If your child is in 12th, and my description above sounds interesting, you should start applying. The application procedures of most of the schools I mentioned above starts in November-December, and continues in multiple rounds until the summer.

Improvements/Corrections welcome

This article is work in progress. If you see any mistakes, or have suggestions on how to improve it, please leave a comment below, or get in touch with me at navin@smriti.com

When thinking about God/Religion/Spirituality “truth,” isn’t important

Recently, I posted this on my Facebook page:

“Does God exist?” is a bad question.

“Do people who believe in God behave better or worse than those who don’t?” is a far more useful question, isn’t it?

This was a relatively shallow take on a much deeper article I’d read a few days earlier. Very quickly, my friends started poking and prodding at it in the comments, which made me realize that I wasn’t going to get away with a shallow take, and I would have to dive deeper to support the point I wanted to make (which was basically my take-away from the article).

The article itself is a bit heavy for me; I don’t have the appropriate Liberal Arts background, and I was unfamiliar with many of the terms used there (hermeneutics, intersubjectivity). But, I think I got the overall gist of the argument, which I’m reproducing here. (Knowledgeable people, if you find places where I’m mistaken, please post corrections in the comments below.)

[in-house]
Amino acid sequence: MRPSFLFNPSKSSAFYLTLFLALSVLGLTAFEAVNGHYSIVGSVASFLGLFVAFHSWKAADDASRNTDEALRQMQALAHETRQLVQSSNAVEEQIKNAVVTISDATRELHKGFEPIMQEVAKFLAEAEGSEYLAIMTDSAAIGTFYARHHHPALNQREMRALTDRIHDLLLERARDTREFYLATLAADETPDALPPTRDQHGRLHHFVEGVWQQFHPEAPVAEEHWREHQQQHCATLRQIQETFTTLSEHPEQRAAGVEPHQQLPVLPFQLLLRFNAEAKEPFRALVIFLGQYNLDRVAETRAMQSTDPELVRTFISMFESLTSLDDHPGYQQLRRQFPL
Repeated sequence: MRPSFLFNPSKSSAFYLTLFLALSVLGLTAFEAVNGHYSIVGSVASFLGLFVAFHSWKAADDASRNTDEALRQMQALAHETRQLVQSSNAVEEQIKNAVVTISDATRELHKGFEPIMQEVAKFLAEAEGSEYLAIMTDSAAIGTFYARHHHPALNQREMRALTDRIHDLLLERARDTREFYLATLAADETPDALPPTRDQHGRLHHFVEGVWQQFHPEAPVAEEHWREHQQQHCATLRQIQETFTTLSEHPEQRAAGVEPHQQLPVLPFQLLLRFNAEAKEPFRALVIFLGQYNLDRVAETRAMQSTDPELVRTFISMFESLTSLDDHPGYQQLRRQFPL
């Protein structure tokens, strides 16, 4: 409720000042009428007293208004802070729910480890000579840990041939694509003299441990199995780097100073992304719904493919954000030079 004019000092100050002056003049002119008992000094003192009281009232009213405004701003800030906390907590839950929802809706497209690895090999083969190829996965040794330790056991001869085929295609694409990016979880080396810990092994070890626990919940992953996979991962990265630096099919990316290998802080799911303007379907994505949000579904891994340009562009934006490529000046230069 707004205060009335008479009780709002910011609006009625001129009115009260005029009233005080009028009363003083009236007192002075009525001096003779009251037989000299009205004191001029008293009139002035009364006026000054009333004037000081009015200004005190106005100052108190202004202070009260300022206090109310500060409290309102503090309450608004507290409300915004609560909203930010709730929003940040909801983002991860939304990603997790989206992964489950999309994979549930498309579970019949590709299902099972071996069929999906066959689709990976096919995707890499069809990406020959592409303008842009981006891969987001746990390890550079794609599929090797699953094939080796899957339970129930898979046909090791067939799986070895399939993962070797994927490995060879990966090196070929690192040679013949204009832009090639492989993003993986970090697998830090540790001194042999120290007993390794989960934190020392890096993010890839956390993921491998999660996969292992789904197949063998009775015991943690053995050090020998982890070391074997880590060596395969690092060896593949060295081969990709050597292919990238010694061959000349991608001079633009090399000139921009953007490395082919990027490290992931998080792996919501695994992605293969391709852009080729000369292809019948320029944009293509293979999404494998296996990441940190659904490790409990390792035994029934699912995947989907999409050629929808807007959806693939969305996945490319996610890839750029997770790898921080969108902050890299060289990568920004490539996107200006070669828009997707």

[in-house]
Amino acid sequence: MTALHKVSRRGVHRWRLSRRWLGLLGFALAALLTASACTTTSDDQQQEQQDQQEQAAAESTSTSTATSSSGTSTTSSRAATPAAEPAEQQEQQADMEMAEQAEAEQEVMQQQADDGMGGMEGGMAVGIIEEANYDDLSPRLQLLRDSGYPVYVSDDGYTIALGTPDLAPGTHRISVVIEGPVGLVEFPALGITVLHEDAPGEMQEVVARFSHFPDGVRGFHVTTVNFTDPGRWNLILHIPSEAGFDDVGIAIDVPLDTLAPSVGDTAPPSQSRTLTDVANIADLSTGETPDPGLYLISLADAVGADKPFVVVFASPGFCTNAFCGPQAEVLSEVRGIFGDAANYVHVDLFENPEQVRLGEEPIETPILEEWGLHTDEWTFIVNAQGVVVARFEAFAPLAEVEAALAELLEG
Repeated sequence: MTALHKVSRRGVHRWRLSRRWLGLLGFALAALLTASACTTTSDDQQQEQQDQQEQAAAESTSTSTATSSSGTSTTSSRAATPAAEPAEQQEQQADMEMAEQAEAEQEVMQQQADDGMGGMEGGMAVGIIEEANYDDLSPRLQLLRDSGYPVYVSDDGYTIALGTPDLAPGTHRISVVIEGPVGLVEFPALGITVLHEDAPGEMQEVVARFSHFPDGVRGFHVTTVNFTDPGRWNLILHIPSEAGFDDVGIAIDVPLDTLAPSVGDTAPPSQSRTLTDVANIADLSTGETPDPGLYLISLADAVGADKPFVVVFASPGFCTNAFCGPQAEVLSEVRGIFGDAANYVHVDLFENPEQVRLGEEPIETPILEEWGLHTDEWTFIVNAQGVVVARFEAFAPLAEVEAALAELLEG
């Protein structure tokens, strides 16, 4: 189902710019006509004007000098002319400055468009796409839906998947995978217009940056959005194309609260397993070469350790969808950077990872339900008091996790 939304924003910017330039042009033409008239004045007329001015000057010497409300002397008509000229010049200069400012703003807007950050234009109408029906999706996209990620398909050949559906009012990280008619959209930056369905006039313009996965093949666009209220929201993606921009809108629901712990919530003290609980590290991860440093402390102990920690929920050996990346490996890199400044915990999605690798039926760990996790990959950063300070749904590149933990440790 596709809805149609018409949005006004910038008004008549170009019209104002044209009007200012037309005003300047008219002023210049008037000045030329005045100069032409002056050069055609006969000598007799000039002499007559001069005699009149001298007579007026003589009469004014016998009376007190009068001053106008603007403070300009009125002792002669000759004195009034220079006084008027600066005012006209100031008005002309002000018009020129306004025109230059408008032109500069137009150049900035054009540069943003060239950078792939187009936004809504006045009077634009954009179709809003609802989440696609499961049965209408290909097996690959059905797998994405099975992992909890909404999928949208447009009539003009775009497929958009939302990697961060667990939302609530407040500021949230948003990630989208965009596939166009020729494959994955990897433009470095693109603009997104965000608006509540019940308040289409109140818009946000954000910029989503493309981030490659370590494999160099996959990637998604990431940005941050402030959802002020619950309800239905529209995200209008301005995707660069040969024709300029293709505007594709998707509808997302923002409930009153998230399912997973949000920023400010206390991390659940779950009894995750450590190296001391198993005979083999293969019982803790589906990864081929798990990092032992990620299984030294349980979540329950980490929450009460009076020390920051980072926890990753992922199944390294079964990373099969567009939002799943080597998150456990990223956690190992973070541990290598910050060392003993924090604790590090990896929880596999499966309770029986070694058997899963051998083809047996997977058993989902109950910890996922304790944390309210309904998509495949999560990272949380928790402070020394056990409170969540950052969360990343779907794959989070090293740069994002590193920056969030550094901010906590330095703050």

I see this as a rationalist atheist’s guide to thinking about God/Religion/Spirituality. The basic idea, I think, is this:

Let us assume that science is right and the universe is fully driven by the principles of science, and with enough knowledge of all the universal laws and enough computation power, we could predict the results of all actions and behaviors. However, we don’t know all the universal laws, and even if we did, we certainly don’t, and will not have enough computational power to do the computations.

Human beings are very complex. And human societies are even more complex. In the absence of our ability to perfectly model either of those, what kinds of rules of behavior should a “scientific” or “rational” person formulate? Specifically, if we formulate certain rules of behavior for a person in society, can we predict the effect of those rules across long time-frames—over generations? (Spoiler: No, we can’t.)

Let’s approach this from a different angle.

There’s a survival-of-the-fittest evolution happening at tribal/societal level. Tribes/groups/societies that have certain beliefs and hence follow certain rules of behavior survive and thrive, and those that follow other rules die out. This process has all the key characteristics required for evolution: natural selection, genetic drift, mutation and gene migration due to genetic admixture. Repeat this over long-enough time frames, and you can start thinking along these lines:

Old traditions that have survived long enough have important properties that are key to survival of the society as it exists today

This is true, even if you, as a rationalist thinker do not see the connection. Because, the connection is beyond your computation capabilities.

We can follow up that thought with this one:

Beliefs drive behavior. So, traditional beliefs, even if they’re objectively untrue, even if they’re provably false, have value in terms of the behaviors (rules) they’re driving, which can have important properties that are key to survival of the society as it exists today.

And thus, we reach

If a belief has survived in various different societies for thousands of years, it has value (in as much as it results in society as it exists today), even if the belief is provably false